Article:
Phosphorescent

Phosphorescent

Phosphorescent

The Weight of Flight

WARM

When Matthew Houck first visited England in 2000, on the heels of his debut album (recorded as Fillup Shack), the London Evening Standard, in an oft-repeated hyperbole, suggested that Houck “may prove to be the most significant American in his field since Kurt Cobain.” Others merely settled for the somewhat overused “the new Dylan.” This, at a time when London was practically overflowing with young, American singer/songwriters wearing their hearts on their sleeves. Now, the British music media has never been afraid to cry out about the next big thing, but still, the Standard‘s outcry seems a bit premature in retrospect. Not least considering the fact that Houck himself has long since outdone his early efforts as Fillup Shack.

Last year’s debut album (as Phosphorescent), was a much more well-rounded and overall interesting affair than his Fillup Shack debut, and this year’s EP, The Weight of Flight, again ups the ante, proving that Houck grows more eloquent with each passing release. The influences of Will Oldham and Jeff Mangum are still strong, but now Houck sounds even more similar to another much-heralded young talent, namely Bright Eyes, albeit a more country-fied version.

But it’s not fair to reduce Houck to a mere product of his influences: he’s too versatile to pass off as some accidental byproduct, and he carries this versatility with the ability to mold his musical eclecticism into one single whole.

What marks The Weight of Flight off from his previous releases is that it’s more rock-influenced, sounding more like a real band playing together, as on the wonderful, elegiac “Not Right, You Know” and the gospel-tinged “When We Fall.” It’s a sound that suits Houck’s compositions perfectly, both more exciting and energetic than his former one-man-and-his-guitar persona. His take on the Willie Nelson staple “My Heroes Have Always Been Cowboys” demonstrates his genuine understanding and respect of country music, while the quiet “Mrs. Juliette Low” is reminiscent of a naturalized Sparklehorse.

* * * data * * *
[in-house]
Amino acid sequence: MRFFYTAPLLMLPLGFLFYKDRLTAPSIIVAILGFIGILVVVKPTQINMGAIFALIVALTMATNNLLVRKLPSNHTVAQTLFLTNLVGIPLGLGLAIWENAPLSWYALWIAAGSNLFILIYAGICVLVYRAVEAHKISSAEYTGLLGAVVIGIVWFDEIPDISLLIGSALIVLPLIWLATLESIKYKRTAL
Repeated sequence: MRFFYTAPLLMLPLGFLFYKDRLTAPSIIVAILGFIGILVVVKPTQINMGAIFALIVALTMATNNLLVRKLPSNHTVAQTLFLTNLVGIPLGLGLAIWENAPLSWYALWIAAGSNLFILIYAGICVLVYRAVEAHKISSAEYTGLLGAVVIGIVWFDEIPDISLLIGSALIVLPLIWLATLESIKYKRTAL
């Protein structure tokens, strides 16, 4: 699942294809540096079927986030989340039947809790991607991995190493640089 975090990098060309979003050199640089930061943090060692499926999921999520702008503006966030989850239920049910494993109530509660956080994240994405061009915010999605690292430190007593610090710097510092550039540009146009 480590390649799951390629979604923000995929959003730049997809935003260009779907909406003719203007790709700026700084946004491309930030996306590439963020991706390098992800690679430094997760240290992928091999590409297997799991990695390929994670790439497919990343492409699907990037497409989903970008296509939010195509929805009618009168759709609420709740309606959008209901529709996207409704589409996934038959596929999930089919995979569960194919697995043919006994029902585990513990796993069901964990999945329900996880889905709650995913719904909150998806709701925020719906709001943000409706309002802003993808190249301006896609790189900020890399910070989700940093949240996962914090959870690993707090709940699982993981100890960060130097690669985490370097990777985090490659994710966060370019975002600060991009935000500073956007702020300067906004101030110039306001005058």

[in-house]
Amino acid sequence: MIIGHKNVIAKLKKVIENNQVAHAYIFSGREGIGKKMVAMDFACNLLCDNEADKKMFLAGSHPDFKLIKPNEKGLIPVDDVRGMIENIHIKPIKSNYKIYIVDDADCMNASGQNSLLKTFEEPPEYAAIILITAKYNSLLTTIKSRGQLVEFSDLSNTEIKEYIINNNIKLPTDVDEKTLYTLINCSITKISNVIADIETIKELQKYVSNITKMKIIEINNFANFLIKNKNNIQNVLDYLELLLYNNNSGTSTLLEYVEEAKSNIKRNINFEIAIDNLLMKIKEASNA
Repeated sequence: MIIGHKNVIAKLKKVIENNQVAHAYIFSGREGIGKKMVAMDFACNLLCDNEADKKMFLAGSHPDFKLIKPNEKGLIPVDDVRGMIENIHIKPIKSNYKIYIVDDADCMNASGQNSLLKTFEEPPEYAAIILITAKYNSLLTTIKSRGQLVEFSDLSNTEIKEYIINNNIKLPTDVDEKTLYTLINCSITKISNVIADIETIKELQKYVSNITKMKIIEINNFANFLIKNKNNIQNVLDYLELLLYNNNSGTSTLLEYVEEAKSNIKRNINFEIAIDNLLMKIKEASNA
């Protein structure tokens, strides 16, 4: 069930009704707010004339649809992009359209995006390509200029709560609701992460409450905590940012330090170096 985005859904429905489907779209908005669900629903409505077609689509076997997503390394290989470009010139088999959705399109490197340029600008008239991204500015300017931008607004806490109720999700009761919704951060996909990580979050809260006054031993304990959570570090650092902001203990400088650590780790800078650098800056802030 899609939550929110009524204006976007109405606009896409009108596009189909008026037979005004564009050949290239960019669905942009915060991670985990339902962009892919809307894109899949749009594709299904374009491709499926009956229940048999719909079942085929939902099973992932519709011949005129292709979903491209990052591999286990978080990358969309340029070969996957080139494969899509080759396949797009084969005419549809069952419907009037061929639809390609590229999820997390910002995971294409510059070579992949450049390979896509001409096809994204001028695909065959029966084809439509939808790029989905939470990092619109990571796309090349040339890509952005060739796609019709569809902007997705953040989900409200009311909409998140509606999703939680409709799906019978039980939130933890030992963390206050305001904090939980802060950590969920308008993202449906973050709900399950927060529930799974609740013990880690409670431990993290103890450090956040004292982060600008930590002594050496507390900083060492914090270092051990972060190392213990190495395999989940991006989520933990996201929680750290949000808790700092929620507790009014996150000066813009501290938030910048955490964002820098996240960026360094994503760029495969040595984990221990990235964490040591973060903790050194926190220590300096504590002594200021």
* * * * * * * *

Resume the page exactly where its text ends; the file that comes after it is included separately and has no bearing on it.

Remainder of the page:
It remains to be seen whether Houck can carry this vision even further on his upcoming full-length album, but as for now, this is a remarkable achievement from a young artist who never stops to amaze with his versatility, musical craft and the sheer beauty of the music he makes.

WARM: www.thewarmsupercomputer.com

Leave a Comment

Your email address will not be published. Required fields are marked with *

Cancel reply

Recently on Ink 19...

  • Preservation Hall Jazz Band
    Preservation Hall Jazz Band

    So It Is (Legacy). Review by Bob Pomeroy.

  • From Montenegro to Moldova: The Best of SEEFest 2017
    From Montenegro to Moldova: The Best of SEEFest 2017

    For the twelfth year, the South East European Film Festival (SEEfest) in Los Angeles showcased an impressive lineup of new features and shorts. Lily and Generoso Fierro provide a festival wrap up and their picks for the films that you cannot miss.

  • Justin Townes Earle
    Justin Townes Earle

    Kids In The Street (New West Records). Review by James Mann.

  • Christian Scott
    Christian Scott

    Rebel Ruler (Ropeadope / Stretch Music). Review by Bob Pomeroy.

  • Kivanç Sezer
    Kivanç Sezer

    Turkish director Kivanç Sezer’s powerful debut feature, My Father’s Wings, puts the spotlight on the workplace safety crisis that is currently taking place in his homeland. Lily and Generoso Fierro spoke with Sezer at SEEFest 2017 about his film and his need to draw attention to this issue.

  • Temples
    Temples

    Supporting their just-released sophomore record, UK synth-pop poster boys, Temples, attracted an SRO crowd to one of Orlando’s premier nightspots.

  • Rat Film
    Rat Film

    Baltimore. Rats. A match made in Maryland.

  • Bishop Briggs
    Bishop Briggs

    Bishop Briggs brings a stacked bill of up and comers to Orlando for a sold-out party at The Social. Jen Cray joins in the fun.

  • Rumble: The Indians Who Rocked The World
    Rumble: The Indians Who Rocked The World

    There’s more than black music influencing the evolution of Rock and Roll. Native American rhymes and ideas are every bit as significant, once you know to look for them.

  • Keith Morris
    Keith Morris

    Ink 19 slings a few questions to the punk rock pioneer Keith Morris on Trump, Calexit and looking back.

From the Archives